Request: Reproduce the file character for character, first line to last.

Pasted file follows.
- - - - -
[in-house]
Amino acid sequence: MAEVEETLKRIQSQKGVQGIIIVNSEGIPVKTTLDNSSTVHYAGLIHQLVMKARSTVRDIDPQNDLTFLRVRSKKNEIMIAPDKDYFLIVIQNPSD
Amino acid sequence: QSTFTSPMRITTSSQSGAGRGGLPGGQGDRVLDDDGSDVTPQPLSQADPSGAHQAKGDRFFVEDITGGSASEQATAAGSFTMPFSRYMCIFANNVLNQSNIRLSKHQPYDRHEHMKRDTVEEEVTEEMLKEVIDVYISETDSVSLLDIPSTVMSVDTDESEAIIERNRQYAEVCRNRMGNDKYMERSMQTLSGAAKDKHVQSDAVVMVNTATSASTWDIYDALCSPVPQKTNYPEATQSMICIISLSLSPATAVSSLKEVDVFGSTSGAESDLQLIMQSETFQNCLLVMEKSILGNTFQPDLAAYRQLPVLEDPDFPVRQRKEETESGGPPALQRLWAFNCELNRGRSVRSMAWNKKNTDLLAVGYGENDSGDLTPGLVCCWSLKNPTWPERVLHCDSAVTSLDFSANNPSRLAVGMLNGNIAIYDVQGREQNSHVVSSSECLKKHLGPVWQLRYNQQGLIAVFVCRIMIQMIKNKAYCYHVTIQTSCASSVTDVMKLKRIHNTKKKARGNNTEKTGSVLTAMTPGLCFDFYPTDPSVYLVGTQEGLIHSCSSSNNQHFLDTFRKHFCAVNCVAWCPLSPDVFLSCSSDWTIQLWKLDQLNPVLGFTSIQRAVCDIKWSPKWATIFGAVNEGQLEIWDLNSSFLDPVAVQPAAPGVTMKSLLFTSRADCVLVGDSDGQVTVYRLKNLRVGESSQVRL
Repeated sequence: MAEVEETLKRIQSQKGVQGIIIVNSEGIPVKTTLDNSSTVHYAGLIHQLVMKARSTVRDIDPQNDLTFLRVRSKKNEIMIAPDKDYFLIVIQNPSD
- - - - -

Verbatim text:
[in-house]
Amino acid sequence: MAEVEETLKRIQSQKGVQGIIIVNSEGIPVKTTLDNSSTVHYAGLIHQLVMKARSTVRDIDPQNDLTFLRVRSKKNEIMIAPDKDYFLIVIQNPSD
Amino acid sequence: QSTFTSPMRITTSSQSGAGRGGLPGGQGDRVLDDDGSDVTPQPLSQADPSGAHQAKGDRFFVEDITGGSASEQATAAGSFTMPFSRYMCIFANNVLNQSNIRLSKHQPYDRHEHMKRDTVEEEVTEEMLKEVIDVYISETDSVSLLDIPSTVMSVDTDESEAIIERNRQYAEVCRNRMGNDKYMERSMQTLSGAAKDKHVQSDAVVMVNTATSASTWDIYDALCSPVPQKTNYPEATQSMICIISLSLSPATAVSSLKEVDVFGSTSGAESDLQLIMQSETFQNCLLVMEKSILGNTFQPDLAAYRQLPVLEDPDFPVRQRKEETESGGPPALQRLWAFNCELNRGRSVRSMAWNKKNTDLLAVGYGENDSGDLTPGLVCCWSLKNPTWPERVLHCDSAVTSLDFSANNPSRLAVGMLNGNIAIYDVQGREQNSHVVSSSECLKKHLGPVWQLRYNQQGLIAVFVCRIMIQMIKNKAYCYHVTIQTSCASSVTDVMKLKRIHNTKKKARGNNTEKTGSVLTAMTPGLCFDFYPTDPSVYLVGTQEGLIHSCSSSNNQHFLDTFRKHFCAVNCVAWCPLSPDVFLSCSSDWTIQLWKLDQLNPVLGFTSIQRAVCDIKWSPKWATIFGAVNEGQLEIWDLNSSFLDPVAVQPAAPGVTMKSLLFTSRADCVLVGDSDGQVTVYRLKNLRVGESSQVRL
Repeated sequence: MAEVEETLKRIQSQKGVQGIIIVNSEGIPVKTTLDNSSTVHYAGLIHQLVMKARSTVRDIDPQNDLTFLRVRSKKNEIMIAPDKDYFLIVIQNPSD